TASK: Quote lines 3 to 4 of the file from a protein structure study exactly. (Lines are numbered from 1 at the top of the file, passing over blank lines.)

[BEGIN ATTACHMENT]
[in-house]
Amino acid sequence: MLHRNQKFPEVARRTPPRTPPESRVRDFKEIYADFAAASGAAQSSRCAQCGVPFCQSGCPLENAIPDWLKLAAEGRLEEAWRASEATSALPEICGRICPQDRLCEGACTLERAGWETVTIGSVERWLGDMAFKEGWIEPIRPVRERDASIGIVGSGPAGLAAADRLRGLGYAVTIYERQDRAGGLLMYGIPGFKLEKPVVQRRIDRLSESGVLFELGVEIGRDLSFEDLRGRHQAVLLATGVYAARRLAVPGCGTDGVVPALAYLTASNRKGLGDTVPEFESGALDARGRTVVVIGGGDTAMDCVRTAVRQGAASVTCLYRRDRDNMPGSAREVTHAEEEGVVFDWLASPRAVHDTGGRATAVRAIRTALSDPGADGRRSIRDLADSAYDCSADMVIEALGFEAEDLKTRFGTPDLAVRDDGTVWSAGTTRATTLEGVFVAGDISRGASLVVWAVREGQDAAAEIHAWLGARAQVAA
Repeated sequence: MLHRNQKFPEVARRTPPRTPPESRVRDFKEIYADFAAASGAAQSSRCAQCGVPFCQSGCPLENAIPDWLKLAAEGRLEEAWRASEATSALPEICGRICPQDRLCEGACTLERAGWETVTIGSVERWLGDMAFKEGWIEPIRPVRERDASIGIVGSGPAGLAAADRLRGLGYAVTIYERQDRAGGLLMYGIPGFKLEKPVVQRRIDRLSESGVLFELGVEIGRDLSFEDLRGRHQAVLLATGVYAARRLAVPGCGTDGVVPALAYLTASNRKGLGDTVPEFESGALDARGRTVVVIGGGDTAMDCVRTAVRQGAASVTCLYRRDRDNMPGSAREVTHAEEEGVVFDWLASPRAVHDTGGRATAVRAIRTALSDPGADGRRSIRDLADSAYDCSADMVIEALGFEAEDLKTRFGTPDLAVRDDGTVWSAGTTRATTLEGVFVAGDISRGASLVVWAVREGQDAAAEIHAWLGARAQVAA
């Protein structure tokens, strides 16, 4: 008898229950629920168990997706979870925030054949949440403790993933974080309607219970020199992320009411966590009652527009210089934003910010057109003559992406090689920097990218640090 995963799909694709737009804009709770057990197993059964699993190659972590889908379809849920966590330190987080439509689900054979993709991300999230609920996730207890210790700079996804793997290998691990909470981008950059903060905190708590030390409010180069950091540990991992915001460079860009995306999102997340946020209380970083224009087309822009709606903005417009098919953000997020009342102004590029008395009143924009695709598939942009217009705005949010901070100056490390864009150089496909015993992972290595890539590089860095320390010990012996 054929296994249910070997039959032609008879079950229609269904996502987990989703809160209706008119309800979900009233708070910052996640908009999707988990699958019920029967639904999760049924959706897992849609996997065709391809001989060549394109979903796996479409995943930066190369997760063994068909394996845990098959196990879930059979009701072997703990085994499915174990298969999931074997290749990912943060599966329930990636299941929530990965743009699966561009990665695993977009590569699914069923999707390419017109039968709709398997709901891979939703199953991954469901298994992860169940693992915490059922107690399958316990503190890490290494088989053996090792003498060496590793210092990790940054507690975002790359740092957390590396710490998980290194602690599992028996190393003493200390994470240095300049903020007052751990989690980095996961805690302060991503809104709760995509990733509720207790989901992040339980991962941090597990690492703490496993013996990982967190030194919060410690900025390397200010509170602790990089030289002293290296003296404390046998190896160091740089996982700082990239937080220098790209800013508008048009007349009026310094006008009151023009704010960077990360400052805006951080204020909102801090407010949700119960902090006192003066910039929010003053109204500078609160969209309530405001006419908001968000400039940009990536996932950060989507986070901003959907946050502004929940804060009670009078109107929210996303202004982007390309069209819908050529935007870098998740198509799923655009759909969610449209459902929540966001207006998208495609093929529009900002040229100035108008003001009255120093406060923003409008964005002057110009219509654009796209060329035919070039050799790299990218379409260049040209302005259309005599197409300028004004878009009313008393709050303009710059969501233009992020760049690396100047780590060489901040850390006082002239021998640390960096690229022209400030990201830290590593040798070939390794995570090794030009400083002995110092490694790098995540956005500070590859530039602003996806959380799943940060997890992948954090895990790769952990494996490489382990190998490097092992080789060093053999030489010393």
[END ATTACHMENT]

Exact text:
Repeated sequence: MLHRNQKFPEVARRTPPRTPPESRVRDFKEIYADFAAASGAAQSSRCAQCGVPFCQSGCPLENAIPDWLKLAAEGRLEEAWRASEATSALPEICGRICPQDRLCEGACTLERAGWETVTIGSVERWLGDMAFKEGWIEPIRPVRERDASIGIVGSGPAGLAAADRLRGLGYAVTIYERQDRAGGLLMYGIPGFKLEKPVVQRRIDRLSESGVLFELGVEIGRDLSFEDLRGRHQAVLLATGVYAARRLAVPGCGTDGVVPALAYLTASNRKGLGDTVPEFESGALDARGRTVVVIGGGDTAMDCVRTAVRQGAASVTCLYRRDRDNMPGSAREVTHAEEEGVVFDWLASPRAVHDTGGRATAVRAIRTALSDPGADGRRSIRDLADSAYDCSADMVIEALGFEAEDLKTRFGTPDLAVRDDGTVWSAGTTRATTLEGVFVAGDISRGASLVVWAVREGQDAAAEIHAWLGARAQVAA
């Protein structure tokens, strides 16, 4: 008898229950629920168990997706979870925030054949949440403790993933974080309607219970020199992320009411966590009652527009210089934003910010057109003559992406090689920097990218640090 995963799909694709737009804009709770057990197993059964699993190659972590889908379809849920966590330190987080439509689900054979993709991300999230609920996730207890210790700079996804793997290998691990909470981008950059903060905190708590030390409010180069950091540990991992915001460079860009995306999102997340946020209380970083224009087309822009709606903005417009098919953000997020009342102004590029008395009143924009695709598939942009217009705005949010901070100056490390864009150089496909015993992972290595890539590089860095320390010990012996 054929296994249910070997039959032609008879079950229609269904996502987990989703809160209706008119309800979900009233708070910052996640908009999707988990699958019920029967639904999760049924959706897992849609996997065709391809001989060549394109979903796996479409995943930066190369997760063994068909394996845990098959196990879930059979009701072997703990085994499915174990298969999931074997290749990912943060599966329930990636299941929530990965743009699966561009990665695993977009590569699914069923999707390419017109039968709709398997709901891979939703199953991954469901298994992860169940693992915490059922107690399958316990503190890490290494088989053996090792003498060496590793210092990790940054507690975002790359740092957390590396710490998980290194602690599992028996190393003493200390994470240095300049903020007052751990989690980095996961805690302060991503809104709760995509990733509720207790989901992040339980991962941090597990690492703490496993013996990982967190030194919060410690900025390397200010509170602790990089030289002293290296003296404390046998190896160091740089996982700082990239937080220098790209800013508008048009007349009026310094006008009151023009704010960077990360400052805006951080204020909102801090407010949700119960902090006192003066910039929010003053109204500078609160969209309530405001006419908001968000400039940009990536996932950060989507986070901003959907946050502004929940804060009670009078109107929210996303202004982007390309069209819908050529935007870098998740198509799923655009759909969610449209459902929540966001207006998208495609093929529009900002040229100035108008003001009255120093406060923003409008964005002057110009219509654009796209060329035919070039050799790299990218379409260049040209302005259309005599197409300028004004878009009313008393709050303009710059969501233009992020760049690396100047780590060489901040850390006082002239021998640390960096690229022209400030990201830290590593040798070939390794995570090794030009400083002995110092490694790098995540956005500070590859530039602003996806959380799943940060997890992948954090895990790769952990494996490489382990190998490097092992080789060093053999030489010393």